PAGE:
Cyber Security and You
Chances are you don’t leave your car unlocked in public places, or sleep with your doors or windows unlocked. The risks of leaving these things unprotected are too high. We work to “lock” your financial world for the same reasons.
Today’s high-tech lifestyle provides instant access to information, transactions, communication, research – you name it. It also, unfortunately, presents a risk to your financial health and personal information as cyber crime grows with a sophistication hard to outpace.
Cyber security requires day-to-day monitoring, action, research and dedication to keep ahead of cyber breaches. At GenSpring, we are acutely aware of the sophistication of today’s cyber breaches and allocate resources to ensure cyber security throughout the firm.
A robust, dedicated staff works daily on cyber security alone. But regardless of how detailed and devoted that team is, it is a well-known fact that security begins with each and every person – be that an employee, a client or a member of a client family.
Research has shown that the easiest way to breach a family office’s cyber security is through the people it employs or interacts with. It can happen in a variety of ways with threats sneaking in through:
- Outdated software without the latest security updates
- Employees allowing unauthorized access to their work laptops, mobile phones, or tablets that exposes the family office network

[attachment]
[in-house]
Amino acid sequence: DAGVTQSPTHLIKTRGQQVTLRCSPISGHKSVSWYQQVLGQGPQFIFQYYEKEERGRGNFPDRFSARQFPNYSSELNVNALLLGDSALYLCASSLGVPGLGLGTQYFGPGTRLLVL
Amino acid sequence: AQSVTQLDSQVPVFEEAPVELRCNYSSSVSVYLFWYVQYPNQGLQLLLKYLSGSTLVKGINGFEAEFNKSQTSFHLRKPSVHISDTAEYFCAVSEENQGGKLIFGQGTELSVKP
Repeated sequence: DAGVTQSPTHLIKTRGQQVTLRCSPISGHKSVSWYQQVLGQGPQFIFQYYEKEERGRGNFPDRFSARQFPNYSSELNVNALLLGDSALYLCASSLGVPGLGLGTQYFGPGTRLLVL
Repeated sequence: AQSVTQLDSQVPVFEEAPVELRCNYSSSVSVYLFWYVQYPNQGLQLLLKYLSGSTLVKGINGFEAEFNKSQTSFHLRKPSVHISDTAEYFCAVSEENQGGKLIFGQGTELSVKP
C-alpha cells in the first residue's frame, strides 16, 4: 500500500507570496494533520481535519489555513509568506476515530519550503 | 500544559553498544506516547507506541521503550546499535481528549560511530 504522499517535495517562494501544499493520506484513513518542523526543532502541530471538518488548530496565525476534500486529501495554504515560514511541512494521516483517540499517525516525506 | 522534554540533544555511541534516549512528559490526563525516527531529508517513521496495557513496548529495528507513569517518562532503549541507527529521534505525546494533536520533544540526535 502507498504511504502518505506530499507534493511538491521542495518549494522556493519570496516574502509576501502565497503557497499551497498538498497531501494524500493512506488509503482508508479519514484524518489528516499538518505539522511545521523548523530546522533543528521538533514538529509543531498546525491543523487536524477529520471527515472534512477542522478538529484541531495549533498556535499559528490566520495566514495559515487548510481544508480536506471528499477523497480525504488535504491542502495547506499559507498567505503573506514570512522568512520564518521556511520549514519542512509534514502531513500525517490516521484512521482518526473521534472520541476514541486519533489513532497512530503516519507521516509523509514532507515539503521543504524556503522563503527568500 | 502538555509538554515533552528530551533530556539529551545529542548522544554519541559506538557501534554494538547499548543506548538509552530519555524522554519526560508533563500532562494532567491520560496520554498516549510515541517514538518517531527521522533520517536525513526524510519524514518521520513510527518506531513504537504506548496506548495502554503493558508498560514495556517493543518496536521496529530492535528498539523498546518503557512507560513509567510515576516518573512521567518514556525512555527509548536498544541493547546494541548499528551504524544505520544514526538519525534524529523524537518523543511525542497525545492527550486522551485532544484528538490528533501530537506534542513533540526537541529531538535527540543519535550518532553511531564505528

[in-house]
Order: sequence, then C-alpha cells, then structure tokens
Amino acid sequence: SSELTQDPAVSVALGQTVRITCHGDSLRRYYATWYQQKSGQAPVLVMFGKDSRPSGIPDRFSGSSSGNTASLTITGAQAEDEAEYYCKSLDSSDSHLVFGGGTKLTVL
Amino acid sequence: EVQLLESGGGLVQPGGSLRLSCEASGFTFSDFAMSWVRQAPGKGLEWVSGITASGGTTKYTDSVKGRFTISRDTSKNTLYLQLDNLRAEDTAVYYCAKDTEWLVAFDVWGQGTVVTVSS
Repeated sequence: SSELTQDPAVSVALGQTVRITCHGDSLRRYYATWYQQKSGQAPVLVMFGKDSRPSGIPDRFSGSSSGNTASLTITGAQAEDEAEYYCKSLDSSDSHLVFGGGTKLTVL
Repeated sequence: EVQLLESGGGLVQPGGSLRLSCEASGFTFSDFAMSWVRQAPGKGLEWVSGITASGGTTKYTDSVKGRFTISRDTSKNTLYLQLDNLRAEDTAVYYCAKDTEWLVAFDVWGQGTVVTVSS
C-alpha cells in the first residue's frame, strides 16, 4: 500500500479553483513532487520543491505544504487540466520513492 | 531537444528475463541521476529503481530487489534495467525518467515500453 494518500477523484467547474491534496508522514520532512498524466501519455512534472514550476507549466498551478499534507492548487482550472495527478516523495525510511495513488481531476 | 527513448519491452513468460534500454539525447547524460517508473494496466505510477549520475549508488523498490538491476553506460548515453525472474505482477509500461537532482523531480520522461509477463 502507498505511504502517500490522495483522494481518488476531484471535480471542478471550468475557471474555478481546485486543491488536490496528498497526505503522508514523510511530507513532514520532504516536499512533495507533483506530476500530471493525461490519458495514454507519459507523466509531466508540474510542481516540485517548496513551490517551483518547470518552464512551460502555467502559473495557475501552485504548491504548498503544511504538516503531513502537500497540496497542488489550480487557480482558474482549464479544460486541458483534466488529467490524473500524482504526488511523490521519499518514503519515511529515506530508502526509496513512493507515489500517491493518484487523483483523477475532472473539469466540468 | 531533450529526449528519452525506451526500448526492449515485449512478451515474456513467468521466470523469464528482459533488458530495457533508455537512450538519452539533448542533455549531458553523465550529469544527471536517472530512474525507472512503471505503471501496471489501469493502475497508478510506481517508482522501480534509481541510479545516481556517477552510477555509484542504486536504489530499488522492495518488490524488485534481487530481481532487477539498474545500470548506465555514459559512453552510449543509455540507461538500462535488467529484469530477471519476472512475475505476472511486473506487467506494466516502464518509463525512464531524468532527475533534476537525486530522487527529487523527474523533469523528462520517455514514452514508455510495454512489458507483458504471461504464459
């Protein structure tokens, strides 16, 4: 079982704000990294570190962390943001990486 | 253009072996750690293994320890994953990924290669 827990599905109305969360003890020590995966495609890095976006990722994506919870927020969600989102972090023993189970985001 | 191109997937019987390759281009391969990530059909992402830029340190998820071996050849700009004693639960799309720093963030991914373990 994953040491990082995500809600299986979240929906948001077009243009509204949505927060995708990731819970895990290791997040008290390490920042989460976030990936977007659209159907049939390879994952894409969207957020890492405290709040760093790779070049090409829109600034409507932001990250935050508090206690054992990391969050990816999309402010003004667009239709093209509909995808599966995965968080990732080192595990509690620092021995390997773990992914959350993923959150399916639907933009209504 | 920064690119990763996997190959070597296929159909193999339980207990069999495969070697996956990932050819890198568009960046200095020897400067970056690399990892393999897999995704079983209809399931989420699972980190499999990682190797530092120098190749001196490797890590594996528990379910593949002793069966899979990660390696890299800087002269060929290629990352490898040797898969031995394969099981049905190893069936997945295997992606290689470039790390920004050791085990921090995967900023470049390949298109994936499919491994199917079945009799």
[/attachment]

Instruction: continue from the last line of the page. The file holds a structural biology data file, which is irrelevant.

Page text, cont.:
- Workers or clients logging onto public Wi-Fi networks with a laptop or smartphone that could compromise the device and then ultimately the family office
We work tirelessly to prevent these exposures. In fact, it’s a constant war for us to disarm cyber threats, which show no sign of stopping.
According to a CNN Money report, more than 317 million new pieces of malware — computer viruses or other malicious software — were created last year. That means nearly one million new threats were released each day. (“Nearly 1 million new malware threats released every day” by Virginia Harrison and Jose Pagliery, April 14, 2015).
GenSpring is heavily invested in protecting the privacy and confidentiality of client data and company resources. Some of the controls we employ include annual training mastery for all employees related to cyber security and client data privacy. We also employ production and disaster recovery data centers; equipment standards that are best in class; and 24/7 network monitoring.
We adhere to industry and government safeguards. We follow cyber security guidelines set by the Securities and Exchange Commission, undergo audits by the Federal Reserve Bank and train and certify key GenSpring technology employees through the SANS institute, an information security training and certification program.
In addition, we have third party tests performed periodically by certified security firms who perform assessments of our security both internally and externally to compare results with current best practices in the industry and identify gaps. All test results are documented for audit.
Anyone connecting an untested USB memory device can be a source of viruses and malware.
Family Office Exchange: “Cyber Security and the Family Office,” by Steven Draper, 2016
We use redundant disaster recovery sites and intrusion prevention measures with a layered approach to physical and electronic data protection to help ensure availability and reliability of systems.